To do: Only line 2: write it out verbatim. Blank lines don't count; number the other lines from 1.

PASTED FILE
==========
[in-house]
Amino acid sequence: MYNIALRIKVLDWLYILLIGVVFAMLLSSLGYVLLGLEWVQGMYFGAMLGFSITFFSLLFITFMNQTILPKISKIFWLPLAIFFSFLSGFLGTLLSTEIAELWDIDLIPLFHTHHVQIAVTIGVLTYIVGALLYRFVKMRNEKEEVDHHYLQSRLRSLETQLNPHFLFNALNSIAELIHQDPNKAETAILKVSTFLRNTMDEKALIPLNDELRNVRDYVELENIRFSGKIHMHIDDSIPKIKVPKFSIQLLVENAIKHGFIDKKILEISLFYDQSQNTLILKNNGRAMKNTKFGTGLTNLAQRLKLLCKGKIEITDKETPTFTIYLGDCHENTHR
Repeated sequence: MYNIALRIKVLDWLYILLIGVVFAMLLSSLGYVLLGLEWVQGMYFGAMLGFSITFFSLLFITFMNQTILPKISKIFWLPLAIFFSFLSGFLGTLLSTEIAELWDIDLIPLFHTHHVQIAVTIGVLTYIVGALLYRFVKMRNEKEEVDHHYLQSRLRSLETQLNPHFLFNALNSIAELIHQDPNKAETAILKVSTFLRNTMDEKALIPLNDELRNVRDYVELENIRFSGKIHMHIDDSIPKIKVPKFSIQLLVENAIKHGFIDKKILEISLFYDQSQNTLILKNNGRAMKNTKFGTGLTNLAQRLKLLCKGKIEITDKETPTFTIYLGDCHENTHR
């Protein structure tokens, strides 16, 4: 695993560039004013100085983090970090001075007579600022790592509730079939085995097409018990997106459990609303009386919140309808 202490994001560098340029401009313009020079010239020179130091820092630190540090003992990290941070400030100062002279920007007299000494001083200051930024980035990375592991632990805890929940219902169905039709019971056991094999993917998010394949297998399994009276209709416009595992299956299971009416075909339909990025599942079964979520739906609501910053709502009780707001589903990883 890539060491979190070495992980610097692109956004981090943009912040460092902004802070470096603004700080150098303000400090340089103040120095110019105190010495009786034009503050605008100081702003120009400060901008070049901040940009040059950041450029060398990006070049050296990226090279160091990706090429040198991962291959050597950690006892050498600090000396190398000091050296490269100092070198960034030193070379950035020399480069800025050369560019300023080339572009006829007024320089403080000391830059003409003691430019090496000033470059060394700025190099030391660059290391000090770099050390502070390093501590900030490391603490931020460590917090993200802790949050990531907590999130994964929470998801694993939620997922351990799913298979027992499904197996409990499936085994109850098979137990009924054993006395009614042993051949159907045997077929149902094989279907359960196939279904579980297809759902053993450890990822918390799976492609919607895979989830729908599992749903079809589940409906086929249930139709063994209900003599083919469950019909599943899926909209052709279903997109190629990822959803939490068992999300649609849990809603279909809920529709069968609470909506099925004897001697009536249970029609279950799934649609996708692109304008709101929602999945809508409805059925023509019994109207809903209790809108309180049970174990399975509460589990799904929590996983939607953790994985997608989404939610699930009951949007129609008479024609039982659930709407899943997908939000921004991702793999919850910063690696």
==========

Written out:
Amino acid sequence: MYNIALRIKVLDWLYILLIGVVFAMLLSSLGYVLLGLEWVQGMYFGAMLGFSITFFSLLFITFMNQTILPKISKIFWLPLAIFFSFLSGFLGTLLSTEIAELWDIDLIPLFHTHHVQIAVTIGVLTYIVGALLYRFVKMRNEKEEVDHHYLQSRLRSLETQLNPHFLFNALNSIAELIHQDPNKAETAILKVSTFLRNTMDEKALIPLNDELRNVRDYVELENIRFSGKIHMHIDDSIPKIKVPKFSIQLLVENAIKHGFIDKKILEISLFYDQSQNTLILKNNGRAMKNTKFGTGLTNLAQRLKLLCKGKIEITDKETPTFTIYLGDCHENTHR